Flags for Kids: Vets Teach Students Importance of Old Glory

A line of first graders marched out of the Bliss Elementary cafeteria on Wednesday each proudly carrying their own personal American flag mounted on a red, white or blue pedestal.

The students received the flags after a flag etiquette and history presentation by The Forty and Eight, an organization of veterans of the U.S. Armed Forces.

“I’m proud because my mom and stepdad are in the military,” said Nathan Gonzalez, the first student to receive his flag. He’s planning to keep it in his room.

Gabrielle Jackson also already knew where to put her new flag.

“It’s awesome because I’m learning more about the flag and the United States,” Gabrielle, whose parents are both in the military. “I’m going to put it in the window sill.”

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Photo courtesy EPISD

Veteran Renny Keagle, who fought both in Vietnam and Desert Storm, said their organization reaches out to campuses with a high concentration of military family members for their presentations.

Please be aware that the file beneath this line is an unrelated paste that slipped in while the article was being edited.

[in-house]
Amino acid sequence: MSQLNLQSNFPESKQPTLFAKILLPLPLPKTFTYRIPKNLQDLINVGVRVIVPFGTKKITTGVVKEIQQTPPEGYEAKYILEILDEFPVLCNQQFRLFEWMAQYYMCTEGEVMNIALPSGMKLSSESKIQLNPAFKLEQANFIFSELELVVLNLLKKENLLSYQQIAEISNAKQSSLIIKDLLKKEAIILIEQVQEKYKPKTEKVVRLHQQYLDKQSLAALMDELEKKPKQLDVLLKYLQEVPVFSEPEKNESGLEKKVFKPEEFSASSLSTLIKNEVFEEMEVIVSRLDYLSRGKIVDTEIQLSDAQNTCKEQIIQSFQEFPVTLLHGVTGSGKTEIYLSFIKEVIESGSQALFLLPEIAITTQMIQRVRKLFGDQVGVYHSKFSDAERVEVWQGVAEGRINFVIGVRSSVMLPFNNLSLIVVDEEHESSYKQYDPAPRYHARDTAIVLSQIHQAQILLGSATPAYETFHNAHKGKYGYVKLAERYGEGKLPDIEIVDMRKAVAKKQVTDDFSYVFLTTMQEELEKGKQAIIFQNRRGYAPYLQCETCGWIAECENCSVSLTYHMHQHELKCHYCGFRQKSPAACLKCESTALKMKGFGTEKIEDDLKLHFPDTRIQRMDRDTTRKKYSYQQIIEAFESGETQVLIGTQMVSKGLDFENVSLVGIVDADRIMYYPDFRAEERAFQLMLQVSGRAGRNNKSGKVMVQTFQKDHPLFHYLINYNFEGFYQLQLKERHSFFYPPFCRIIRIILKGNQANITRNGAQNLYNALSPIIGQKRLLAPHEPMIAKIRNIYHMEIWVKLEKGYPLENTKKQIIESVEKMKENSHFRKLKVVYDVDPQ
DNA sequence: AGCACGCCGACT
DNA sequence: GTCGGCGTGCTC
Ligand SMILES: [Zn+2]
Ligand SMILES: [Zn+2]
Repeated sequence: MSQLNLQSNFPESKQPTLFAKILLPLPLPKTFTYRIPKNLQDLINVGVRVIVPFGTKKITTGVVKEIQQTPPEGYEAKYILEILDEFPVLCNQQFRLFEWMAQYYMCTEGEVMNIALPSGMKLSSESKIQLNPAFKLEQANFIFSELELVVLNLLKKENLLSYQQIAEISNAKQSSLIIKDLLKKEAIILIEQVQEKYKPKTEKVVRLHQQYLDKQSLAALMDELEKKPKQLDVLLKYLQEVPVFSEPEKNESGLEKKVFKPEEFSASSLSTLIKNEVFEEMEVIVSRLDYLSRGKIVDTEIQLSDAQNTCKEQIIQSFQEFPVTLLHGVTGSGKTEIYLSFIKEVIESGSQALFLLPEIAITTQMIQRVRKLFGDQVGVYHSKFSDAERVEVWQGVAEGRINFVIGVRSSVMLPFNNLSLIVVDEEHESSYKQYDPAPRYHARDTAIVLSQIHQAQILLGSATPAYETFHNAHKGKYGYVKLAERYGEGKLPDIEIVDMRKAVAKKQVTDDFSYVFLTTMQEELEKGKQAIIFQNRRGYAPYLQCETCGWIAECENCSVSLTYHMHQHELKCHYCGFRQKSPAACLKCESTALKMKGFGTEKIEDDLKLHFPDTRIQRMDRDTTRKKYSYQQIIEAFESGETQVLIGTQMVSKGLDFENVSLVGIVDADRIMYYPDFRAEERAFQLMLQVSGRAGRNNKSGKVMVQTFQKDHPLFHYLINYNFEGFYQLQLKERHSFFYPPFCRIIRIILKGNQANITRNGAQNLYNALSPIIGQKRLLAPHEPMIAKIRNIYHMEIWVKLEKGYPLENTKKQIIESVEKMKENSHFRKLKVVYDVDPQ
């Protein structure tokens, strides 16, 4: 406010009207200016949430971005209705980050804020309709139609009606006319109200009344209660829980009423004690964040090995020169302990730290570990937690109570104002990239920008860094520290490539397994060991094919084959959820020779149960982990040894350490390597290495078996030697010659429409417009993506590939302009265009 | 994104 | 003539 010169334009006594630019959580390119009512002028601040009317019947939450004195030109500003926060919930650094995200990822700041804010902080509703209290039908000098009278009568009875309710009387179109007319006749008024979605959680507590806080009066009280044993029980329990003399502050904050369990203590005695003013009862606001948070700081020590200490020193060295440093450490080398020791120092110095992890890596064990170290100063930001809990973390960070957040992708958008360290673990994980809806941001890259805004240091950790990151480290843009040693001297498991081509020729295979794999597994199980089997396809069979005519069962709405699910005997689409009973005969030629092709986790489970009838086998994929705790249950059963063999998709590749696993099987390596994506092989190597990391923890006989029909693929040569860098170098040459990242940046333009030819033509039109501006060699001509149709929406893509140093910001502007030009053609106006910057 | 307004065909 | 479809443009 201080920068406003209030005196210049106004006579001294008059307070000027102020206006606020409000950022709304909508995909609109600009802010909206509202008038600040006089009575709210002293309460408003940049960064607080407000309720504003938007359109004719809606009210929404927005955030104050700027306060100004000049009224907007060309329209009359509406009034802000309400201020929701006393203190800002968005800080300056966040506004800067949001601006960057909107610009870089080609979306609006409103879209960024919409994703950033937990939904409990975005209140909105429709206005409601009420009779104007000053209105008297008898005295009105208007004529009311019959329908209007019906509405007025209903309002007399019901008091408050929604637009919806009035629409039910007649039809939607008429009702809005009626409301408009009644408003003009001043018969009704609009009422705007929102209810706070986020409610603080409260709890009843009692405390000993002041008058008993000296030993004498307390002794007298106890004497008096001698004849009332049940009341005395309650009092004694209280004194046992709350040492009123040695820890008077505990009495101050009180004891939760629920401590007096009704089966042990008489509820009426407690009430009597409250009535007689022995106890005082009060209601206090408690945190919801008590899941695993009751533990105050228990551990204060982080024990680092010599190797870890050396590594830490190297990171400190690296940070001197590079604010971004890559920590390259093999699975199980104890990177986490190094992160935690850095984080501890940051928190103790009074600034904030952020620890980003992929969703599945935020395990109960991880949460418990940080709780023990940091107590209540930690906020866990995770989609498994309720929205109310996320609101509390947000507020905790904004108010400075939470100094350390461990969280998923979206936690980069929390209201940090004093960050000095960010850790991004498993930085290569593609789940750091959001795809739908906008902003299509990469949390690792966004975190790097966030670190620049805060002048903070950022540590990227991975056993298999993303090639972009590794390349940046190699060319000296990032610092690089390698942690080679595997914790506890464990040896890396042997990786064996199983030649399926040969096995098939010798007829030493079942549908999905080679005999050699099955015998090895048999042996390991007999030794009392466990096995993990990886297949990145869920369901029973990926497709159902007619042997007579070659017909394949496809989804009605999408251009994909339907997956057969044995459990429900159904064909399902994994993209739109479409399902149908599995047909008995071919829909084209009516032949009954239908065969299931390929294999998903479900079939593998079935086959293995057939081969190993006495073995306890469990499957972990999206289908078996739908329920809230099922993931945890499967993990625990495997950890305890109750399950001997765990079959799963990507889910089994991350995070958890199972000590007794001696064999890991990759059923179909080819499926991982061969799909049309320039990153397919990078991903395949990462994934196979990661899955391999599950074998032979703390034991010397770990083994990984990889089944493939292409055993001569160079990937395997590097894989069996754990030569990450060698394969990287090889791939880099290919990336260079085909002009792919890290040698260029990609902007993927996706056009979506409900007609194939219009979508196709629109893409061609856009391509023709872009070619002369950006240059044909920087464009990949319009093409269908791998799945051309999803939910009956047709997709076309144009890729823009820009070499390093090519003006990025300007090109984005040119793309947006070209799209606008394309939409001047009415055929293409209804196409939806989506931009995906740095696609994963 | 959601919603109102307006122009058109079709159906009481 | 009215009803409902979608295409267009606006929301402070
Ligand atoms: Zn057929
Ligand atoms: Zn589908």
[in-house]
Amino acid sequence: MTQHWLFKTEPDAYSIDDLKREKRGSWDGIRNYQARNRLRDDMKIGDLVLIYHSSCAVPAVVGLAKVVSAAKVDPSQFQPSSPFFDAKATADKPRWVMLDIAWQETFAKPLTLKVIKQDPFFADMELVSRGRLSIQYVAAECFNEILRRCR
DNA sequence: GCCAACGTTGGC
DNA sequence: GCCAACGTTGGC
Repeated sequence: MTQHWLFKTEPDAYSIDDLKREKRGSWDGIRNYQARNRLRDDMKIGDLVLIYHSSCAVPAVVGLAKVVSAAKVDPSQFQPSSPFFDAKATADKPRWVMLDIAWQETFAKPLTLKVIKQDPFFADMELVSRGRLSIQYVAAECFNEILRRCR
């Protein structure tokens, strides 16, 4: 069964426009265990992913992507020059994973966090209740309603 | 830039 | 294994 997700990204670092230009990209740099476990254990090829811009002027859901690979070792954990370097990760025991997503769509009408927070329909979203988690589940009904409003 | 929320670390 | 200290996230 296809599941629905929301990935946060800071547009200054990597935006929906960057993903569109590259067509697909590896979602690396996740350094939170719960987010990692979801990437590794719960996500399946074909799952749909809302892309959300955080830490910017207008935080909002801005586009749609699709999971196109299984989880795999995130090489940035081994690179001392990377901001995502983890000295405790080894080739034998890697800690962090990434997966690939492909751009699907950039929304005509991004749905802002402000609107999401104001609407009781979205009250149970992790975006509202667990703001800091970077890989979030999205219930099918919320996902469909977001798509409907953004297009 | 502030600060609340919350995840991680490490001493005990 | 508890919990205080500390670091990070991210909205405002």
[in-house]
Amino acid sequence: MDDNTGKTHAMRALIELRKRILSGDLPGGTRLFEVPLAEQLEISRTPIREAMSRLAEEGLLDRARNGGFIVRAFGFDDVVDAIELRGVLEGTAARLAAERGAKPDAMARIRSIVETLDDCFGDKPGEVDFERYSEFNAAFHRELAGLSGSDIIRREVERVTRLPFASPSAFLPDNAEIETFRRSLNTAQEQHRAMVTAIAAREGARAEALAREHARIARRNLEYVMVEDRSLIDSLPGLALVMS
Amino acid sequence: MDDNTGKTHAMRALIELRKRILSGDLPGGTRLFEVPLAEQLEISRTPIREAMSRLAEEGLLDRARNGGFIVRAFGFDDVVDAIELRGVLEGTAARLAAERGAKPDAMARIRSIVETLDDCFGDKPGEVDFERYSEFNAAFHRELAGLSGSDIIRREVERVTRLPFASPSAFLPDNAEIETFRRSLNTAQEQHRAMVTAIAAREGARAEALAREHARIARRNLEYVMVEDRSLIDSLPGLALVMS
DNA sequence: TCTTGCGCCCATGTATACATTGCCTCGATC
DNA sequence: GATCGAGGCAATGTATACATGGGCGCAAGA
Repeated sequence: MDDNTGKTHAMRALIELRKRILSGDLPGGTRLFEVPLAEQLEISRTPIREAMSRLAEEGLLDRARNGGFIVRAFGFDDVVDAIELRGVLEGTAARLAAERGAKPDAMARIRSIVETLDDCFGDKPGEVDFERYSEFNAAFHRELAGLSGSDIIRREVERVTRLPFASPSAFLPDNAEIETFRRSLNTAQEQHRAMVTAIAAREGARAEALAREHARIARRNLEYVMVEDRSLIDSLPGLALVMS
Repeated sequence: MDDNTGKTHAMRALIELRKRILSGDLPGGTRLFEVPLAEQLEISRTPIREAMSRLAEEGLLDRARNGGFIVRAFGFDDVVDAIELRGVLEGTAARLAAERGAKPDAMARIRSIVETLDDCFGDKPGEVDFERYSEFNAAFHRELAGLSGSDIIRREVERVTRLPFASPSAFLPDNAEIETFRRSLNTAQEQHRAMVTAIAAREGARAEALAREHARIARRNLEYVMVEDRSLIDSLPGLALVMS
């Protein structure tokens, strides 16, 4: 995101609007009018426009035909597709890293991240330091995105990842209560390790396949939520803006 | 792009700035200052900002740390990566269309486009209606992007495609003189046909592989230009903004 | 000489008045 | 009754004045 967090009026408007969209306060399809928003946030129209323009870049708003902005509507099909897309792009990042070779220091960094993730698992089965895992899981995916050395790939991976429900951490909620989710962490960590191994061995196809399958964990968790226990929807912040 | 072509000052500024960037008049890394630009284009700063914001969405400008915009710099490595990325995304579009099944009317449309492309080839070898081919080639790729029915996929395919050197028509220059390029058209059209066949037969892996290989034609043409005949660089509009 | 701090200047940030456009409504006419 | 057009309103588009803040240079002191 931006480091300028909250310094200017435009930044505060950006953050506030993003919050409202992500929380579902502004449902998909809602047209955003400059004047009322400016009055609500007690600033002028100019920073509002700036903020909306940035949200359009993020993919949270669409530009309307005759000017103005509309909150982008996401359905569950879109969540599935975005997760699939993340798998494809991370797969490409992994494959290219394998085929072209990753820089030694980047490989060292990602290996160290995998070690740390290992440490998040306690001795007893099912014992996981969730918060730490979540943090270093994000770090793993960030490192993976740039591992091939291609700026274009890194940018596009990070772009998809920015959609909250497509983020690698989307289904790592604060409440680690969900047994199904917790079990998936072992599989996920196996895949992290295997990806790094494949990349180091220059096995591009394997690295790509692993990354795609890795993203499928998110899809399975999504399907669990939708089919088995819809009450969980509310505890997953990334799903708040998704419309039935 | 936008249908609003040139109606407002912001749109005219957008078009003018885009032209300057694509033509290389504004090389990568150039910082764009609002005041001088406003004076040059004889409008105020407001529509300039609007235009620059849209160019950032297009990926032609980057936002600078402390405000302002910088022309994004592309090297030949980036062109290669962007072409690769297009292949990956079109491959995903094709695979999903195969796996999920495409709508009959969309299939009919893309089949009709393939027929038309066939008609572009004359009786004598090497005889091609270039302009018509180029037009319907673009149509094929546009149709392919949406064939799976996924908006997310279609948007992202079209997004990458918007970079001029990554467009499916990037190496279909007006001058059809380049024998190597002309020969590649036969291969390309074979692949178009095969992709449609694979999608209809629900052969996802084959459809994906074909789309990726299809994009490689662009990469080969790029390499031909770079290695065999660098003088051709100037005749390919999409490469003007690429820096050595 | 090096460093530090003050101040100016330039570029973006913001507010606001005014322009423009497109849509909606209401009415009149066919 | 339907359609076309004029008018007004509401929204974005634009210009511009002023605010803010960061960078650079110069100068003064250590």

The group presented flags to students at Nixon and is planning a trip to Milam Elementary later in the spring.

“We want to teach elementary schools students about flag etiquette, what the flag means, what it represents, how to take care of it and we want to give them their first very own American flag,” he said.

 “We want them to know where it comes from and that it’s not just cloth that’s red, white and blue. We feel like if they know the history and why they are doing the Pledge of Allegiance, it will have more mean to them,” Keagle added.

The students learned the proper flag fold, the symbolism of each of the 12 folds and why it’s folded into a tri-cornered hat.

They learned to never hold a flag upside down, drop it on the ground or throw it away and that it must be properly retired when it becomes tattered.

 “When you have school on military campus, you want to your students to be well versed in what the flag stands for,” said Sheila Joplin, Bliss’ military family liaison. “Ninety percent of our students here have parents who are active duty. We want them to be able to say ‘I know the history of my flag. I know why my mom or dad do what they do.’”